Laws and regulations
Which laws and regulations specifically address corporate risk and compliance management?
Specifically, the new General Law of Administrative Responsibilities sets out the characteristics needed for an integrity policy or compliance programme. In addition, the Model Program for Corporation Integrity published by the Ministry of Public Administration provides recommendations for compliance programmes or integrity policies.
Highly regulated industries, such as finance, insurance and healthcare industries, have specific legal regimes to manage the types of risk and compliance that are specific to each industry. For companies in general, the laws and regulations that specifically address risk and compliance management and are of the highest priority are the corporate law, consumers’ protection law, commercial law, labour law, administrative law and criminal law.
Types of undertaking
Which are the primary types of undertakings targeted by the rules related to risk and compliance management?
Under the General Law of Administrative Responsibilities all companies are regulated regardless of the form of the entity.
Limited companies are the least regulated types of company unless they engage in one of the more regulated industries or activities discussed below. These entities must follow laws that protect their shareholders (corporate laws), employees (labour laws), commercial counterparts (commercial laws) and consumers (consumers’ protection laws), as well as civil society as a whole (environmental laws, competition laws, land use laws, criminal laws, etc).
Publicly traded or listed companies are also subject to laws regarding periodic financial reporting and disclosure, and avoidance of self-dealing and insider trading.
Financial institutions are subject to additional laws regarding their fiduciary duties toward the parties whose assets they hold. These differ depending on whether they are banks, investment funds, insurance companies or other types of financial institutions.
Healthcare companies are another type of undertaking subject to special rules related to risk and compliance management. Specifically, treatments provided to patients, clinical studies, medications, medical devices and the claims and promotional programmes made in relation to the foregoing are more highly regulated than other types of corporate activity.
Other industries that are highly regulated include power generation and transmission, mining, aviation and transportation. Each has its own set of standards that drive risk and compliance management.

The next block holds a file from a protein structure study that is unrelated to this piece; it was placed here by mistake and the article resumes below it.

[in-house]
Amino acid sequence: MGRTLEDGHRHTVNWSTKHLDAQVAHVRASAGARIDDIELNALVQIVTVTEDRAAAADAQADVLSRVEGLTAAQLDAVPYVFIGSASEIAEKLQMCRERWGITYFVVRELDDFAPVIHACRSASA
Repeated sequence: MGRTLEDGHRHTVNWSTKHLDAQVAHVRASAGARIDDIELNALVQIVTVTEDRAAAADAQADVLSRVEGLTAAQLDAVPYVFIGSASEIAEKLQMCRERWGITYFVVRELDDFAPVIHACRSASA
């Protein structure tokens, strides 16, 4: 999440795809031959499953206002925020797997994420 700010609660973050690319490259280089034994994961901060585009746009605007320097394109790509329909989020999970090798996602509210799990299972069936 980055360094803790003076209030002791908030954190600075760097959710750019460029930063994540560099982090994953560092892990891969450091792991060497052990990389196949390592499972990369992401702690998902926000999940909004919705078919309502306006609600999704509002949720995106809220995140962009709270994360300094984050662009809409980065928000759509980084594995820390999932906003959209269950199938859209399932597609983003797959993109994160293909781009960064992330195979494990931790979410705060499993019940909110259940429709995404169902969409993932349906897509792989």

Regulatory and enforcement bodies
Identify the principal regulatory and enforcement bodies with responsibility for corporate compliance. What are their main powers?
For all federal crimes, the General Prosecutor of the Republic heads both the investigation and prosecution, through the federal prosecutor’s office. For laws that apply to specific industries or activities, Mexican law has created special administrative enforcement entities that may assist the federal prosecutors in their work. Each of the 31 states and the City of Mexico have their own state prosecutors.
The principal powers of the General Prosecutor of the Republic are investigating and prosecuting federal crimes through the police, gathering evidence, carrying out actions to protect victims or the public, requesting arrest and search warrants from the federal courts, and deciding whether or not to prosecute.
The main agency involved in investigating crimes, including bribery, is the Attorney General, who investigates crimes at the federal level (General Prosecutor of the Republic) and at the state level (eg, Judicial Attorney General).
The agency’s most recent report from 2017 contains a section on crimes committed by public servants and against the administration of justice. This section includes statistics and data as to the efficacy of the agency’s investigations, and also refers to the Special Unit for the Investigation of Crimes Committed by Public Servants and against the Administration of Justice, and its mission to combat corruption and impunity of public servants.
Each Mexican government agency has the authority to enforce the General Law of Administrative Responsibilities.
Under the General Law of Administrative Responsibilities, internal control bodies of each government agency are responsible for investigating, substantiating, determining and imposing sanctions for minor administrative offences by public officials. In cases of serious offences by either public officials or private entities, the Superior Federal Court of Administrative Justice has jurisdiction to impose sanctions.
The Federal Court of Administrative Justice (now split from the fiscal court) resolves matters appealed from the internal control bodies for government employees, and all matters for private citizens.
For regulatory matters, Mexican law has created special entities to investigate and resolve administrative matters, which may later be appealed to the courts. For instance, the Federal Commission for Protection Against Sanitary Risks is assigned to investigate and determine administrative liability for healthcare regulations. It has investigatory powers, including inspections. In financial industry matters, the National Banking and Securities Commission has investigatory and inspection faculties.
Are ‘risk management’ and ‘compliance management’ defined by laws and regulations?